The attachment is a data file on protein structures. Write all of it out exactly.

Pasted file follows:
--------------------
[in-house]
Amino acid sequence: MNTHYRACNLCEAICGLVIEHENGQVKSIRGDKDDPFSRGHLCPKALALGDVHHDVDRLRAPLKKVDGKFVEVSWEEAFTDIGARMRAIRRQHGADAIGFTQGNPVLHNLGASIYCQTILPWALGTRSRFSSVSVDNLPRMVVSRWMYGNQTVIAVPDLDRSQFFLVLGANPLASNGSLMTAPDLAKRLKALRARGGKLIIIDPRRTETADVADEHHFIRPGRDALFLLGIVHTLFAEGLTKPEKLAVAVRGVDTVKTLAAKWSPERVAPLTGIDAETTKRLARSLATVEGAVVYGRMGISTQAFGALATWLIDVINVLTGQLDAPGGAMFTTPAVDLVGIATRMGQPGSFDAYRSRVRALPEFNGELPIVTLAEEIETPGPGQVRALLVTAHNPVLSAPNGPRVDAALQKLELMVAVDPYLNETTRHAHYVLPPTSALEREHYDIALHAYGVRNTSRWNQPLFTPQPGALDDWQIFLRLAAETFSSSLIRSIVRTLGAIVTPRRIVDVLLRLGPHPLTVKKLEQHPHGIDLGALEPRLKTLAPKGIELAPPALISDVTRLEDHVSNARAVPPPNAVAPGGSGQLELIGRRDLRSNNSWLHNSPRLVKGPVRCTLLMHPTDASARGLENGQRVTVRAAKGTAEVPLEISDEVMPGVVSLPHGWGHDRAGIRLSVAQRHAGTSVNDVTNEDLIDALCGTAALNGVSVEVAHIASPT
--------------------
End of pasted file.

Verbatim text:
[in-house]
Amino acid sequence: MNTHYRACNLCEAICGLVIEHENGQVKSIRGDKDDPFSRGHLCPKALALGDVHHDVDRLRAPLKKVDGKFVEVSWEEAFTDIGARMRAIRRQHGADAIGFTQGNPVLHNLGASIYCQTILPWALGTRSRFSSVSVDNLPRMVVSRWMYGNQTVIAVPDLDRSQFFLVLGANPLASNGSLMTAPDLAKRLKALRARGGKLIIIDPRRTETADVADEHHFIRPGRDALFLLGIVHTLFAEGLTKPEKLAVAVRGVDTVKTLAAKWSPERVAPLTGIDAETTKRLARSLATVEGAVVYGRMGISTQAFGALATWLIDVINVLTGQLDAPGGAMFTTPAVDLVGIATRMGQPGSFDAYRSRVRALPEFNGELPIVTLAEEIETPGPGQVRALLVTAHNPVLSAPNGPRVDAALQKLELMVAVDPYLNETTRHAHYVLPPTSALEREHYDIALHAYGVRNTSRWNQPLFTPQPGALDDWQIFLRLAAETFSSSLIRSIVRTLGAIVTPRRIVDVLLRLGPHPLTVKKLEQHPHGIDLGALEPRLKTLAPKGIELAPPALISDVTRLEDHVSNARAVPPPNAVAPGGSGQLELIGRRDLRSNNSWLHNSPRLVKGPVRCTLLMHPTDASARGLENGQRVTVRAAKGTAEVPLEISDEVMPGVVSLPHGWGHDRAGIRLSVAQRHAGTSVNDVTNEDLIDALCGTAALNGVSVEVAHIASPT